Akame ga Kill’s biggest problem is that it often feels rushed. The manga was still running when the anime premiered, so a few changes had to be made here and there. The first half of Akame ga Kill’s 24 episodes are pretty accurate to the manga, and have a nice, consistent pace. But the latter half show’s that 12 episodes was not enough to cover the story that was trying to be told.

Kurome Kill

Everything moves way too fast. Certain story beats were either omitted or heavily altered, death scenes are rushed and not given room to breath, and worst of all, a handful of characters are criminally underdeveloped.

The minister’s son, one of the main antagonists in the manga, is only in about two episodes, and Esdeath’s group of Jaegers are given so little screen time that they may as well not even be there, the major exceptions being Kurome and Bols. This is especially disappointing as a manga reader, as Wave became my favorite character because of his great story arc.

Akame and Kurome.png

My biggest issue with Akame ga Kill, both the manga and anime, is its name. I know this is extremely petty, but it has always bothered me that the show is named after Akame. Don’t get me wrong, I think she is a great character, but Tatsumi is the one the story centers on.

In addition, Akame isn’t any more or less important than the rest of the cast, which made it really confusing for me when the anime’s openings and endings billed her relationship with Kurome as the emotional crux of the story.

Jaegers.png

 

In spite of the negative critiques I’ve given thus far, I don’t think Akame ga Kill is a bad show. With the exception of the statement about the show being rushed, most of my other complaints were just me nitpicking. In all honestly, I just think the show is pretty average, but almost painfully so.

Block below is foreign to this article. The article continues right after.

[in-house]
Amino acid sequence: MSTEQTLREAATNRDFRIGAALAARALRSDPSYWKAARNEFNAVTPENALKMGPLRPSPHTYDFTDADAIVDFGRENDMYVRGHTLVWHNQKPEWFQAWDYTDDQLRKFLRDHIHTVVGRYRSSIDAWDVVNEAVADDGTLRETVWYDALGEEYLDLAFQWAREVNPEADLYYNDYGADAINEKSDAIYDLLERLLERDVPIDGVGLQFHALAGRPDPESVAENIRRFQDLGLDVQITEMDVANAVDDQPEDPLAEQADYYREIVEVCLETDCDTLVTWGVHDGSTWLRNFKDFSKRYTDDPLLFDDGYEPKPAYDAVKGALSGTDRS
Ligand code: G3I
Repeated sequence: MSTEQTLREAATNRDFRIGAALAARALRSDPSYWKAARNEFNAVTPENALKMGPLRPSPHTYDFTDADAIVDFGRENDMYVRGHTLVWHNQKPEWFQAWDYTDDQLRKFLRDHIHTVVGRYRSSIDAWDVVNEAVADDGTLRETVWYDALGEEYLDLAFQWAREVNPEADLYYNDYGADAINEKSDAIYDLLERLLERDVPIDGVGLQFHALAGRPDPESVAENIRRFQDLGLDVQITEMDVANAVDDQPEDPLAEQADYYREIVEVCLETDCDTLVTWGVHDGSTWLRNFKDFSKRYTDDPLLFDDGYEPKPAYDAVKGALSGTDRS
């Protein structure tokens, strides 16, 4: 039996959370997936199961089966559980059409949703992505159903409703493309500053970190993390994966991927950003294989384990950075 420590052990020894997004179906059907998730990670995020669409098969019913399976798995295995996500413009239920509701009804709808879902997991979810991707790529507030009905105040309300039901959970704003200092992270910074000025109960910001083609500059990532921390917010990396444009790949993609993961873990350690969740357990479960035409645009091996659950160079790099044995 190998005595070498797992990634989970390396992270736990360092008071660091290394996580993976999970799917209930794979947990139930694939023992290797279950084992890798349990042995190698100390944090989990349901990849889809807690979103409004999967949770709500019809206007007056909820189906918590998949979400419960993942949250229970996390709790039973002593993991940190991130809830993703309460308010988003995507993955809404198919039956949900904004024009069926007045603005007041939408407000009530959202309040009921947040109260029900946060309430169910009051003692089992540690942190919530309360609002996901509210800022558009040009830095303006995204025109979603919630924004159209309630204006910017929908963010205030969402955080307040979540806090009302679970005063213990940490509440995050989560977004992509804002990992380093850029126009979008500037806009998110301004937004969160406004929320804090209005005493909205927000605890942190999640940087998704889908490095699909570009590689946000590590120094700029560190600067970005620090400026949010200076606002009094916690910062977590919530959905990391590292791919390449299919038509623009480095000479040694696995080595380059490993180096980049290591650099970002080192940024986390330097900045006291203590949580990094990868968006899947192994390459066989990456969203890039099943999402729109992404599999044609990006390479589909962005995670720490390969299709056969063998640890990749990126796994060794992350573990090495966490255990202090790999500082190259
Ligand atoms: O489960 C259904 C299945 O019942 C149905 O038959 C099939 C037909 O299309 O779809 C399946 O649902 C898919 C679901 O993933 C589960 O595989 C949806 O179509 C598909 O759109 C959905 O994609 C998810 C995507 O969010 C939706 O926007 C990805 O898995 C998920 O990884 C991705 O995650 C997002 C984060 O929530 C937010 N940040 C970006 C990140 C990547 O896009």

I love the cast, but I’ve seen much better. Some of the fights have a cool action shot here and there, but they are mostly just passable. Are you seeing a pattern here? Akame ga Kill is a fairly standard experience, overall. The best things about the show are the music (special mention to the second opening song, Liar Mask), and the animation, which, is sharp, fluid and brimming with color. The show is also genuinely funny when it wants to be.

Akame.jpg

 

Akame ga Kill was a fun watch for me, mostly because I’m willing to accept its flaws in order to enjoy what was presented. It has some interesting ideas, but it never develops them in a way to make the show truly stand out. Fans of the manga will probably find the show enjoyable, especially if you’re someone like me who actually prefers when the anime adaptation isn’t just a carbon copy, but I’d be hard pressed to recommend it to somebody who wasn’t already interested.

Oh yeah, as is customary for me to say at this point, Mine is best girl. Though she just barely beats out Chelsea.

Tatsumi and Mine.jpg